Ganga Maya Cave (Australie): dig unearths artefacts from 45,000 years ago

Tim Barlass

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Significant finding: Digging in the Ganga Maya Cave in the Pilbara.

An archeological dig has revealed artefacts of early occupation so old they rival the dates of those found at sites of the earliest human settlement in Australia.

The discovery of the artefacts of animal bone and charcoal at the Ganga Maya Cave (named by traditional owners meaning  'house on the hill') in the Pilbara region of Western Australia are the subject of a scientific paper not yet submitted to archaeological journals.

The items analysed through carbon-dating techniques indicate first use of the cave from more than 45,000 years ago.

The cave, close to an active iron ore mine, is of even more significance because it is believed to have been settled continuously and right through the  Ice Age up until about 1700 years ago.

Kate Morse, Director of Archaeology at Fremantle heritage consultancy Big Island Research remains cautious about making claims for the site’s significance because so far only a one-metre square area, 139 cms deep, has been excavated. 

Asked if the cave could be the site of the earliest human settlement, she said: “We have only got the one date and I would prefer to get other dates before I make those kind of claims. It is certainly a very old site.

I think it is an area that people have travelled into to start exploring Australia. They have come from SE Asia across the water and arrived in northern Australia and made their way around the coast following river systems inland.”

Dr Morse said that she had only this week been told of other older sites in the Kimberley and Northern Territory where work was ongoing.

The work has been concentrated in the Pilbara because of the development that is going on there."

She added: “It’s a very exciting find. The archaeological sequence is great because a lot of sites have been patchily occupied and ours is occupied on and off but repeatedly including during the Ice Age 18-22,000 years ago and it looks like people were visiting the site then.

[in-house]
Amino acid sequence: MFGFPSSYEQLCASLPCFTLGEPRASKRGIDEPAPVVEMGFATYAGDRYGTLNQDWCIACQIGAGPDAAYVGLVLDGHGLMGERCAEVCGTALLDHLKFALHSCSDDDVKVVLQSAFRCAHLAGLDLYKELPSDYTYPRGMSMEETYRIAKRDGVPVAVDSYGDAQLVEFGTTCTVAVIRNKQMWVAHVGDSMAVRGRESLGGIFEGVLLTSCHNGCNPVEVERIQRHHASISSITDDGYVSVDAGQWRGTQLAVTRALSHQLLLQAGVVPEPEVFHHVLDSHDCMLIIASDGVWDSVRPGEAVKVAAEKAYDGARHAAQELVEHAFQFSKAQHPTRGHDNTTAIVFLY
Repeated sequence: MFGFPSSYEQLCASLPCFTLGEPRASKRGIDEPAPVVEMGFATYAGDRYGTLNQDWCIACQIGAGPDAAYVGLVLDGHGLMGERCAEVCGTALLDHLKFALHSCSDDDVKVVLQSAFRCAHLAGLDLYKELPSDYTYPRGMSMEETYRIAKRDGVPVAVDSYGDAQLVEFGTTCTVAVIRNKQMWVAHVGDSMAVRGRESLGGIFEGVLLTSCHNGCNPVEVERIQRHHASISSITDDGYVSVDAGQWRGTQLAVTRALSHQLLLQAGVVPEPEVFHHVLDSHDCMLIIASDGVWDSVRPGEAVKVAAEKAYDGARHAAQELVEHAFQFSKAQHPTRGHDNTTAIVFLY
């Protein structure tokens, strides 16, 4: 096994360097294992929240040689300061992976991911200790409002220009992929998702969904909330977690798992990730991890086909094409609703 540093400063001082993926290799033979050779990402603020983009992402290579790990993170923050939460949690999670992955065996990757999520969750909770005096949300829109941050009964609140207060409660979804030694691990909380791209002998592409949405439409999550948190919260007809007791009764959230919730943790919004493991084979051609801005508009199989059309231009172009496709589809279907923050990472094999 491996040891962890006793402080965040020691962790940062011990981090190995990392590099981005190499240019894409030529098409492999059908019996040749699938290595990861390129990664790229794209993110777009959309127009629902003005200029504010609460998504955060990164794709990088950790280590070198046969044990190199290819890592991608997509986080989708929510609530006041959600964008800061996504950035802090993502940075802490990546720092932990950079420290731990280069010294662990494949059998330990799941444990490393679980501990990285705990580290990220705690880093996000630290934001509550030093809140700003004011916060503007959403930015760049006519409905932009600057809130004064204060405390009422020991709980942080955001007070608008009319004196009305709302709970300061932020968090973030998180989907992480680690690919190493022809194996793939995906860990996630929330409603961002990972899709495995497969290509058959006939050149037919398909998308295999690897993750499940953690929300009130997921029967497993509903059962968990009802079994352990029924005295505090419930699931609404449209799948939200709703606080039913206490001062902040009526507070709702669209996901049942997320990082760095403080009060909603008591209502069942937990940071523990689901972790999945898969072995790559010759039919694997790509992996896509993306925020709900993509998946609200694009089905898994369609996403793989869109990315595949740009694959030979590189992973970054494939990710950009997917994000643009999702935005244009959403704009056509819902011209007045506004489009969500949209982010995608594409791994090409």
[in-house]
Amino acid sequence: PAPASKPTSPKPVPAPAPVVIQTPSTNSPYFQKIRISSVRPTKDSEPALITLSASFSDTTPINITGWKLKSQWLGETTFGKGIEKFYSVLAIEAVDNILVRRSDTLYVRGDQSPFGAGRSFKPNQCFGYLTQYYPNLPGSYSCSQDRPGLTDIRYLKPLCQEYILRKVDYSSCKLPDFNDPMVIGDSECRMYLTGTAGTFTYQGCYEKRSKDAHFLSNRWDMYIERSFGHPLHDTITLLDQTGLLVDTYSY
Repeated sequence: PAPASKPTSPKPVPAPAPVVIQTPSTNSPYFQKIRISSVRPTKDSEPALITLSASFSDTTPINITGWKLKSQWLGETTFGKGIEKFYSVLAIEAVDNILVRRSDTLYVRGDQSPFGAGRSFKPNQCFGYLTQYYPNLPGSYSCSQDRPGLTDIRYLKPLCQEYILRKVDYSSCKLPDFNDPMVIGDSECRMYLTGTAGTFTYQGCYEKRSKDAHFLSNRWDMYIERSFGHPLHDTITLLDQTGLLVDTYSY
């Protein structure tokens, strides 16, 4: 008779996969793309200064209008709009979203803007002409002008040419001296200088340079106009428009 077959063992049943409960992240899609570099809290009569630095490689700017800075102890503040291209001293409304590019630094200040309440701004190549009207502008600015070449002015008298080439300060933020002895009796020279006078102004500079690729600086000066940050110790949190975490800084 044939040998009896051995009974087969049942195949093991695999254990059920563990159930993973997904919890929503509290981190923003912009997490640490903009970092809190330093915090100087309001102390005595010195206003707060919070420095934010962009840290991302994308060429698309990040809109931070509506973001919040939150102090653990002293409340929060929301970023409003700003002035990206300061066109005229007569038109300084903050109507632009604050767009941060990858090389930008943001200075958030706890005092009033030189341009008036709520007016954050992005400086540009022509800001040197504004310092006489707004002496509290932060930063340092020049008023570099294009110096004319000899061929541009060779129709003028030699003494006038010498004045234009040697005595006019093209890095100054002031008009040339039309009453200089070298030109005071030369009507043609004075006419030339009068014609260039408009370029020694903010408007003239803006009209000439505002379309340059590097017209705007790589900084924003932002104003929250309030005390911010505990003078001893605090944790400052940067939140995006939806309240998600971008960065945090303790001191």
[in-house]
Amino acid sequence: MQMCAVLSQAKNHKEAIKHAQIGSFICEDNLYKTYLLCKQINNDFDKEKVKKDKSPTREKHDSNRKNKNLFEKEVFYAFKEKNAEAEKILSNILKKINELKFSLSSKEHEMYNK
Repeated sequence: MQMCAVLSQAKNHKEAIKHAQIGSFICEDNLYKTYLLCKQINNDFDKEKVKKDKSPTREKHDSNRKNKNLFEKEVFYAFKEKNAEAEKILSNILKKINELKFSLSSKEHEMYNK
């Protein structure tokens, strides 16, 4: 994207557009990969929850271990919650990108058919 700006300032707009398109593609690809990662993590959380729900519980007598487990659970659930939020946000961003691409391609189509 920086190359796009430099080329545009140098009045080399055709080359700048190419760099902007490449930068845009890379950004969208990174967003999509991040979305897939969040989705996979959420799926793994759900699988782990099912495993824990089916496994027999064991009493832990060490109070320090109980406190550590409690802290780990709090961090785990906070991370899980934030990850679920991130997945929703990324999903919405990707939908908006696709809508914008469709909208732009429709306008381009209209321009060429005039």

We have found charcoal, stone artefacts and animal bone. We have analysed the bone to see if it is food remains or animals that have died in the cave. We think we have got some material that is burnt so it suggests it has possibly been used for food."

The discovery has, however, caused some division within the community with one elder, Eddy McPhee, saying he believes the mining company, Atlas, and Yamatji Marlpa Aboriginal Corporation (YMAC) representing Njamal traditional owners were planning to destroy sacred sites and accompanying Dreaming tracks.

"More research needs to be done by an independent archaeologist and Njamal traditional owners to protect the area. The mining company are going to destroy Ganga Maya Cave and surrounding areas, which has more caves and a water hole close by which has a significant cultural connection to the area. Mining has to stop,” Mr McPhee said.

But Big Island says it has worked closely with the traditional owners and YMAC  on the project and says it has been well supported by Atlas. It says further excavation is planned in the near future.

Yamatji said in a statement that 50-metre buffer zones protect the cave and that no disturbance can take place and that further meetings were planned to discuss how the site should be protected and managed in the future.

Atlas managing director Ken Brinsden said in a statement that the Ganga Maya Cave was not impacted in any way by the mining operations.

"The excavation is part of Atlas’ intention to establish all the facts in respect to the Ganga Maya. This process, which is being funded by Atlas, is ongoing," it said.